Kenneth L. Tyler, M.D.
University of Colorado School of Medicine

2023 recipient of the
ISNV Pioneer in NeuroVirology Award

Dr. Tyler has had an illustrious career. He graduated Magna Cum Laude from Harvard University and received his MD from Johns Hopkins University. He completed a residency in Neurology from Mass General Hospital.
He began is career in Neurovirology as a research fellow in 1983 in the Department of Microbiology and Molecular Genetics and then rose through the ranks to become an Assistant Professor in the Department of Neurology at Harvard Medical School. During this period his research was supported by several awards,including a Physican Scientist award from NIAID and an Alfred P. Sloan Foundation Research Fellow award. In 1991, he was recruited to The University of Colorado as an Associate Professor. He became a full Professor in 1995 and Chair of Neurology in 2009; positions that he holds to this day.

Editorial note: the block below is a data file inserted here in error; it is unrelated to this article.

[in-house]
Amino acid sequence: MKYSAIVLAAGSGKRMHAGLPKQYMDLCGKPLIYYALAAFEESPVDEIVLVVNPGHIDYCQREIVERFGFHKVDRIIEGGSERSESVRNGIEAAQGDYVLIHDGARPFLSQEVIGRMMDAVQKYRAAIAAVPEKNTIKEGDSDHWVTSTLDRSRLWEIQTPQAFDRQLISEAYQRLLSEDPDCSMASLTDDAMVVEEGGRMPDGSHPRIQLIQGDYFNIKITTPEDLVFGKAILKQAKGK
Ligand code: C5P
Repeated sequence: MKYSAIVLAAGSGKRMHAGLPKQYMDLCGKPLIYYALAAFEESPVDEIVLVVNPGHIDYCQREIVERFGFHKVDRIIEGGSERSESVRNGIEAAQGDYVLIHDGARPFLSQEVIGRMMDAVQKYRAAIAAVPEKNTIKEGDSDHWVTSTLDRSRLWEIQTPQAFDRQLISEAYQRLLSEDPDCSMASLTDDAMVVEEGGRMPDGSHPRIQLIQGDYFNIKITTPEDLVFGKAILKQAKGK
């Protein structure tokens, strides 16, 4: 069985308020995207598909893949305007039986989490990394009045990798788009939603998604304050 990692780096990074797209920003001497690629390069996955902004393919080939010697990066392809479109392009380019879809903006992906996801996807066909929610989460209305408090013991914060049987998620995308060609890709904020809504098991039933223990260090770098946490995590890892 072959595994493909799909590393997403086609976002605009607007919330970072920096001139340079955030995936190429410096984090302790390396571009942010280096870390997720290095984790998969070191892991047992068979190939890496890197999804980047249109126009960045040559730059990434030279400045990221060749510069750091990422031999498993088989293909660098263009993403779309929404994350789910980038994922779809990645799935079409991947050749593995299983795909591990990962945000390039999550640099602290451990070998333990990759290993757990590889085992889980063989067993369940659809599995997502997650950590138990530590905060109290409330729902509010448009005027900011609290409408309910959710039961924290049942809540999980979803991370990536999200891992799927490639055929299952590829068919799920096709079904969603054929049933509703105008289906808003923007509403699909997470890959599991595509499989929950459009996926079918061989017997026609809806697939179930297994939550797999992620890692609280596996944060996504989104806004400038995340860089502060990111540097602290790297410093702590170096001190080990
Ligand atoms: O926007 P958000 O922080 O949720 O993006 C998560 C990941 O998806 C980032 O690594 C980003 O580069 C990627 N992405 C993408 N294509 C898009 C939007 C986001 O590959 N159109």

His research contributions have been recognized by several professional organizations. He was elected to the America Society for Clinical Investigation in 1997. He received the S. Weir Mitchell and Lawrence McHenry Jr awards from the American Academy of Neurology and has given numerous named lectureships. In 2007, he was elected as a Fellow of the American Association for the Advancement of Science and as a member of the Association of American Physicians.(Election to the AAP is an honor extended to physicians with outstanding credentials in basic or translational biomedical research and is limited to 70 persons per year.) In 2012, he was elected as a Fellow of the American Academy of Microbiology (The mission of the Academy is to recognize scientists for outstanding contributions to microbiology and provide microbiological expertise in the service of science and the public).